The Hidden Power of Mentoring
There’s something about Mentor relationships that showcase the very best about humanity.
It’s centred around sharing knowledge, advice based on experience, providing support and creating opportunities for someone who stands where you once stood. It’s about reaching out your hand and guiding someone along the path you’ve already walked.
Throughout history – some of the most successful people have been mentored by some well recognised names.
The late Steve Jobs (Apple) served as a mentor to Mark Zuckerberg (Facebook). The two developed a relationship in the early days of Facebook and often met to discuss the best business and management practices for the company.
In the world of fashion, designer Christian Dior mentored Yves St. Laurent. After he moved to Paris, St. Laurent was introduced to Dior by the editor of French Vogue. At 21, St. Laurent replaced Dior as the designer of the Dior couture house, launching his career.
PepsiCo CEO Indra Nooyi credits her mentor relationships as the key to her success: “If I hadn’t had mentors, I wouldn’t be here today. I’m a product of great mentoring, great coaching.”
Inevitably in a career, a transition occurs where you not only find yourself as a mentee, but also a mentor. What is created is a beautiful chain of people, who not only help those below them, but also celebrate and cheer for their successes.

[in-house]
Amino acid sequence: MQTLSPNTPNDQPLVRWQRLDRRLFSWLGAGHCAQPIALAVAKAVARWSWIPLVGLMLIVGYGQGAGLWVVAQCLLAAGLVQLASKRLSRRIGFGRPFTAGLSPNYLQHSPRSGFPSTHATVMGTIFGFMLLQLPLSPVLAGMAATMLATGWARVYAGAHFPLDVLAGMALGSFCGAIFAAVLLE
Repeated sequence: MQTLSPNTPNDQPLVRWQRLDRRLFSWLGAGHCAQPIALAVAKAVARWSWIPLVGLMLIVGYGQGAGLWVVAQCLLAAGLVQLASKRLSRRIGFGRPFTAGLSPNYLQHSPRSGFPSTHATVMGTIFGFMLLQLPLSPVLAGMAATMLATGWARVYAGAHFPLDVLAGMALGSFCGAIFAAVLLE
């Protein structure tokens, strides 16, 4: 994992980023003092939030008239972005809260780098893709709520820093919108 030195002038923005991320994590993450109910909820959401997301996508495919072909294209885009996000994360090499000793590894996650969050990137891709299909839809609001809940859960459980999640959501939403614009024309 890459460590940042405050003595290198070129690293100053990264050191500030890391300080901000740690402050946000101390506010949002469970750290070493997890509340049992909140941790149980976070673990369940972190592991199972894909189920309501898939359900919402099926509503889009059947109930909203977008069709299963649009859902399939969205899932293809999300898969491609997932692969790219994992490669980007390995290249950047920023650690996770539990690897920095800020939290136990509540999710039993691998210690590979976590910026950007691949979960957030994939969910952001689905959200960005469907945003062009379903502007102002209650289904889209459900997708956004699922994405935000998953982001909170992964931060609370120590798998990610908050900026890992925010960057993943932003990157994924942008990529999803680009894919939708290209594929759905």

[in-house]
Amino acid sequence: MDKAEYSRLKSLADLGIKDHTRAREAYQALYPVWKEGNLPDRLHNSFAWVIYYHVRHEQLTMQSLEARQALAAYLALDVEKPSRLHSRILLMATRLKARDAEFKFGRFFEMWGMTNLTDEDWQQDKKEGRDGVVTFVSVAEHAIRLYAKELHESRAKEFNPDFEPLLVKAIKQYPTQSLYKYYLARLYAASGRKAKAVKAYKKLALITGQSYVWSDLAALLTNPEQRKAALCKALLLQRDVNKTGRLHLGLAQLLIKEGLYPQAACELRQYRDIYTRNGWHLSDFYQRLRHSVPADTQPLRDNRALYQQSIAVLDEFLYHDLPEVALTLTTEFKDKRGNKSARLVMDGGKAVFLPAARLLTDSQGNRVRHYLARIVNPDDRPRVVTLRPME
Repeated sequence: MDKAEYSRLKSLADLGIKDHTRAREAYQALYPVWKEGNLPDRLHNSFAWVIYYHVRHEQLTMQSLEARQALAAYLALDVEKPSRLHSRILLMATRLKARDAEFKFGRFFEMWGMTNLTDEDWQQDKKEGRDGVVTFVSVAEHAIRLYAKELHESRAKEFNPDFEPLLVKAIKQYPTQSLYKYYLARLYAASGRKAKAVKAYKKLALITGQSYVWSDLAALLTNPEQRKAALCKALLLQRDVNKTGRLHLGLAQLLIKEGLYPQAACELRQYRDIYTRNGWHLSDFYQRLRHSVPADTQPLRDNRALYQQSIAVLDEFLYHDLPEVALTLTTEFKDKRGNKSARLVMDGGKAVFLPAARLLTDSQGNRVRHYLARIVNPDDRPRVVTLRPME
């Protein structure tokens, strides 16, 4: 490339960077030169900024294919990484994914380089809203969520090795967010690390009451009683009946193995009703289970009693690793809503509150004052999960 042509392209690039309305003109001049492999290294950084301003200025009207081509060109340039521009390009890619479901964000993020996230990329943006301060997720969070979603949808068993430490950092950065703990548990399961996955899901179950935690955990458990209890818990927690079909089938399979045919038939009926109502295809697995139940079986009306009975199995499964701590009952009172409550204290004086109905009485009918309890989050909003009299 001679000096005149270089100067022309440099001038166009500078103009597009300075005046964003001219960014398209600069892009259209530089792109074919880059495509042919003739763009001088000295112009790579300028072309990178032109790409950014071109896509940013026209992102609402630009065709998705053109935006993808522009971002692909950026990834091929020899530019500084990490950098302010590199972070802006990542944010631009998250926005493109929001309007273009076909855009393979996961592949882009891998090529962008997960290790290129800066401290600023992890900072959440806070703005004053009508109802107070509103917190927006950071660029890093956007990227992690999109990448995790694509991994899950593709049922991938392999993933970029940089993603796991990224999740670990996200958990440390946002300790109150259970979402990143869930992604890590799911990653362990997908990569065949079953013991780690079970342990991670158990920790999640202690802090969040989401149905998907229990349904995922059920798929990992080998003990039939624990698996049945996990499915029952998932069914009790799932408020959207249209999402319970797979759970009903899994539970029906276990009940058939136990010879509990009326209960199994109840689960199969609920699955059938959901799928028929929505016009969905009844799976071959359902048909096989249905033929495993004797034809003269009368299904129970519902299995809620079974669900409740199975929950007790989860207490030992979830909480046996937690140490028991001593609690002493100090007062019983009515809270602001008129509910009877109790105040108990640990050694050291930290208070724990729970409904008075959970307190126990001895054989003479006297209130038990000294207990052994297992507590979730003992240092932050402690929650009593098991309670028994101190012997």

You can read all the professional books and guides in your chosen industry, but the impact of a human relationship can never be rivaled. A mentor understands not just what you do, but how you feel.
What to look for in a mentor:
- Someone who you like and respect.
- Someone with a similar professional style to yours. Are you the quiet achiever or the most vocal contributor to a meeting? Choose a mentor whose style you reflect.
- Someone who is approximately 10 years older, or more experienced than you – these relationships work well as the mentor is not too far removed from where you are now, but larger age/experience gaps can be just as beneficial.
- Someone in a similar or related industry.
- Someone outside your direct work environment. Internal mentor relationships are fine, but sometimes there’s benefit to be had from getting an external opinion.
- Someone who believes in you.
With all human interaction, there is something to be learnt by everyone and a mentor/mentee relationship can be incredibly rewarding for both parties.
IAJN has just launched our new Mentor Match program for international alumni, connecting recent graduates with experienced professionals. Participation is free for both mentors and mentees. For more information or to apply to be involved email firstname.lastname@example.org